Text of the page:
Pericardial Effusion

Question: I was diagnosed with a moderate pericardial effusion three years ago at the Clinic. Four subsequent echos have been unchanged and I do not have symptoms. What are the chances that this could get worse over time? I do not know how long I have had the effusion.

Dr. Allan Klein: You have evidence of idiopathic moderate pericardial effusion. You should have serial echo's as you are doing; if the effusion gets larger or you get symptoms, a more definitive procedure such as pericardiocentesis or pericardial window can be considered. Often, there is a previous history of viral syndrome which can account for the pericardial effusion. In the meantime, you can think of the fluid as an extra cushion around the heart without major consequence.

Question:I am 59 years old male with a past history of 6000 rads of mantle field radiation for Hodgkin's (38 years ago). I recently have had 2 sudden and unexplained large pericardial effusions, the first relieved with a pericardiocentesis and the second with a 50 cent size window to my chest cavity. Could these effusions be radiation related? What are my options for #3, when it occurs?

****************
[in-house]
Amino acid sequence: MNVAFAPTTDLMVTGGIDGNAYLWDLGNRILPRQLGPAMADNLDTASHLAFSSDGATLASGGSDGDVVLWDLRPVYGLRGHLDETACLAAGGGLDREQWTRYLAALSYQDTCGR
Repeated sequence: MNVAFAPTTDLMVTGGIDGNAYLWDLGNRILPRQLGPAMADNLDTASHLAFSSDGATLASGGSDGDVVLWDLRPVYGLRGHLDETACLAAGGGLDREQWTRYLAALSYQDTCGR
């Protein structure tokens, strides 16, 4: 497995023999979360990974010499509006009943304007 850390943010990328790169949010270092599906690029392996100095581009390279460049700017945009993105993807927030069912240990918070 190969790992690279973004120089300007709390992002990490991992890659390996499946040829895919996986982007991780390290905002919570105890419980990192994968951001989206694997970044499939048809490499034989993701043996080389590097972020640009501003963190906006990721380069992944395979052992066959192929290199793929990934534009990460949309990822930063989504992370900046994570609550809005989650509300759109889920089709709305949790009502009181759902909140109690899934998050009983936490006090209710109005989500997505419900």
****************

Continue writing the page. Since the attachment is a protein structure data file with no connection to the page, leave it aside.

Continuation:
Dr. Allan Klein: It is possible that the effusions could be related to radiation damage to the heart. If the effusions are large enough, it would be important to further analyze the contents to see whether they are a transudate or exudate. A key concern is to make sure there is an ongoing malignancy.

Dr. Douglas Johnston: One option, should the effusion recur, is to perform a more extensive resection of the pericardium, allowing the fluid to drain around the lung.


Causes of Pericarditis

Question: I have had three episodes of acute pericarditis. These are believed to be related to my rheumatoid arthritis (I am 67 y/o). I do not have joint disease. My CRP has been elevated during these episodes, values have been from 6 to 123 to even higher. I have no other risk factors for pericardial disease. Can we be sure the etiology of the pericarditis is the RA or should my cardiologist search for another cause? Thank you.